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Why Vancouver's housing market isn't about to crash

Some real estate observers believe new rules for Chinese investors will cause the bubble to burst

Vancouver housing market is not going to crash

There’s a very interesting piece of commentary on Vancouver’s real estate market making the internet rounds. Written by the co-founder of real estate blog Better Dwelling, it argues that new rules imposed by the Chinese government that restrict how much money can be taken out of China to invest abroad will ultimately cause a housing crash in Vancouver.

Let’s break that argument down. Current regulations allow Chinese nationals a foreign exchange quota of USD$50,000, which basically means that if you’re a Chinese citizen looking to transfer money abroad you’re capped at fifty grand.

But earlier this year, China’s foreign exchange regulator pledged to step up scrutiny on just how many Chinese nationals are buying foreign property, and whether any of that money flowing out of the country is illegal. In fact, starting July 2017, all financial institutions in China will have to report domestic and overseas cash transactions of over 50,000 yuan (roughly $7,000). That move was implemented by China’s Central Bank purely to deter Chinese citizens from moving money overseas.

Essentially, if you assume that Vancouver’s home prices (which currently average at approximately $1.5 million for a single detached home) are driven primarily by Chinese buyers, you can perhaps logically draw the conclusion that less Chinese money flowing out of China, means fewer Chinese buying foreign property.

If a big source of demand (Chinese buyers) for Vancouver real estate diminishes, this will lead to dramatically lower home prices, and a housing crash, argues Better Dwelling’s Stephen Punwasi.

But there’s a bit of a hole in that thesis. Vancouver’s real estate market has been cooling for quite some time now, even before the Chinese government imposed restrictions on the amount of money flowing out of China. Some industry observers boil that down to market forces — home prices just reached a point where they were simply too high for what buyers were willing to pay.

According to data from the Real Estate Board of Greater Vancouver, average home prices in the Greater Vancouver Area began to decline back in March 2016. Home prices, have pretty much leveled out, dropping almost 1 percent each month since August 2016, when the B.C. government imposed a 15 percent tax on home purchases made by foreign nationals.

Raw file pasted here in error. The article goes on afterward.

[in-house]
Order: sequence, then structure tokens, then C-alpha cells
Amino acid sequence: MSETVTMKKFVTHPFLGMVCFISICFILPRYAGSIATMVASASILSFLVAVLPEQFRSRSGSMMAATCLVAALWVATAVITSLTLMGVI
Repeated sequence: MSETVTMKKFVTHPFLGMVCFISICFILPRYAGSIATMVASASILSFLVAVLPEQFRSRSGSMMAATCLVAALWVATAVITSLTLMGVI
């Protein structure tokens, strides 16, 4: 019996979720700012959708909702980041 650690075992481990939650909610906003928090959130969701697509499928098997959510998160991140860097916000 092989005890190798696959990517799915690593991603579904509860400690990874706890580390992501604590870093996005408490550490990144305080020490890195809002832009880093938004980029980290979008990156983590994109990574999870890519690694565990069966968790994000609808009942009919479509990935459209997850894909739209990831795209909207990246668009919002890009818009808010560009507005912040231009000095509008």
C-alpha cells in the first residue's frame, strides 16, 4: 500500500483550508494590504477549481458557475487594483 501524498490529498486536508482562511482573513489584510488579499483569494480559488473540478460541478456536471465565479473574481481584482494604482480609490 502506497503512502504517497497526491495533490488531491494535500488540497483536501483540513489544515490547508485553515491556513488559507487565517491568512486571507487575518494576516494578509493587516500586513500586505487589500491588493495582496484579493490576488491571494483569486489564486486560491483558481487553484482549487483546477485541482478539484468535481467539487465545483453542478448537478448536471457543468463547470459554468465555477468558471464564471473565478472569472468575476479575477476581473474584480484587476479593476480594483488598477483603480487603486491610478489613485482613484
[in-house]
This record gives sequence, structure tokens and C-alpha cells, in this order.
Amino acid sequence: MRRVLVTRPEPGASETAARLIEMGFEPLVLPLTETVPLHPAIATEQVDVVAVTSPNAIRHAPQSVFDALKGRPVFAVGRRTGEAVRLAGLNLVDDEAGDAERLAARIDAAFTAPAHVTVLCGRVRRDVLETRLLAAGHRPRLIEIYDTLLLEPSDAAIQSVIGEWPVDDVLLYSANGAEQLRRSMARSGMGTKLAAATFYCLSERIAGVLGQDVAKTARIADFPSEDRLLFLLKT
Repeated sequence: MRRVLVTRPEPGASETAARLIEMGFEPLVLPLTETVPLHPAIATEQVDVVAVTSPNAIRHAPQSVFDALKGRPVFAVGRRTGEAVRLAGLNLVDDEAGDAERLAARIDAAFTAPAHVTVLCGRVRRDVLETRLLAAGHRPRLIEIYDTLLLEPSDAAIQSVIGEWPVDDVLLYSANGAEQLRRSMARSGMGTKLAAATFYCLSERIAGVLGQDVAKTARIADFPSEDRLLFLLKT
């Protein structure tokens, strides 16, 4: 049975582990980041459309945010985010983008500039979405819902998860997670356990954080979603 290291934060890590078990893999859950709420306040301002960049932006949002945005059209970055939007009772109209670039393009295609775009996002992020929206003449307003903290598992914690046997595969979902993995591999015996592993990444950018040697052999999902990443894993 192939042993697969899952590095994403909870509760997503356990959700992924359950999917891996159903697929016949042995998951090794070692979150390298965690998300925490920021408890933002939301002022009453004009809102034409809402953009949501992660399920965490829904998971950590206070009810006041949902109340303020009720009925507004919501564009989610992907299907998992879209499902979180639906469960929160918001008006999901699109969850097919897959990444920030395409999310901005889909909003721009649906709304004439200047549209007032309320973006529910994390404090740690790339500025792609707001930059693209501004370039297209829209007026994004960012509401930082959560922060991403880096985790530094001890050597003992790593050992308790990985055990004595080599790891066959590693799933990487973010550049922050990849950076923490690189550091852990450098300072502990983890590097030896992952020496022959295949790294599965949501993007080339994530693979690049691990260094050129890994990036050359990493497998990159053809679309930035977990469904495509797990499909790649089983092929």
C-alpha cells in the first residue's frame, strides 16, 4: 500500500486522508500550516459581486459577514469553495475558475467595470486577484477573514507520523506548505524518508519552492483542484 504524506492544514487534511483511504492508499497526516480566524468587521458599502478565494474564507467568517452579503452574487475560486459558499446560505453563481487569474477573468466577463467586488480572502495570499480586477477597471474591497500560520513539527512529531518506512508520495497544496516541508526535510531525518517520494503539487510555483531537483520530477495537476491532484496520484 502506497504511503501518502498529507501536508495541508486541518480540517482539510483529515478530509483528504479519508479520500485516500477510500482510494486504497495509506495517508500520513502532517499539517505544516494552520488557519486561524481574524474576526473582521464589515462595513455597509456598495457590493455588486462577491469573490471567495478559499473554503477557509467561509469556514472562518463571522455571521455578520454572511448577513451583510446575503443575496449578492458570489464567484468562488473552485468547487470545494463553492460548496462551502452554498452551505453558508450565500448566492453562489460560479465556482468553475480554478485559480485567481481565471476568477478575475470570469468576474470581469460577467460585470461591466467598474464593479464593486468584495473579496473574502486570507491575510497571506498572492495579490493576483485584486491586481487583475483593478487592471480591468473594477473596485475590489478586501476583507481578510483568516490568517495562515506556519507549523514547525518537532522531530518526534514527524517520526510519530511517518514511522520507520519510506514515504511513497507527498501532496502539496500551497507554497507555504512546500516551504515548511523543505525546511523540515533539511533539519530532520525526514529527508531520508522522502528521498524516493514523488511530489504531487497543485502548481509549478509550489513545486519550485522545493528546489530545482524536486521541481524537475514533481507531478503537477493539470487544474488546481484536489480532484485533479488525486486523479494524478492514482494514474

It’s also worth noting that the idea that Canadian real estate is on a tear because of Chinese buyers is a vast exaggeration. In the months of August and September 2016, the value of purchases involving foreign buyers was $318 million, only 1.8 percent of the overall value of purchases in the Metro Vancouver area. In the seven weeks leading up to the B.C. government’s imposition of the foreign buyers tax, purchases by foreign nationals peaked — even then, they was only 13.2 percent of overall property transactions.

Statistics from Juwai.com, the biggest online property website for Chinese buyers looking for homes abroad, shows that the largest change in buyer inquiries for Vancouver property took place in July 2016, where there was an 80 percent drop in the number of Chinese interested in Vancouver real estate, compared to a year earlier.

“In Canada, we agree with those who believe it is domestic investors looking for cash-producing investments in this low interest rate environment who have driven up prices by the greatest amount,” Juwai.com CEO Charles Pittar told VICE Money.

Indeed, it is likely the case that stricter regulation on Chinese capital outflows will have some effect on housing markets that have traditionally been exposed to Chinese money.

There may be a continued decline in home prices, perhaps at a slightly quicker pace, but there has to be proof of a significant investment of foreign money in Vancouver’s real estate market to make the argument for any kind of actual crash to take place. Speculation is difficult, because the province has only been accumulating data on foreign buyers for the last eight months.

“For most people it’s just too easy to blame an easily identifiable group like offshore buyers when prices get hot,” says Pittar.

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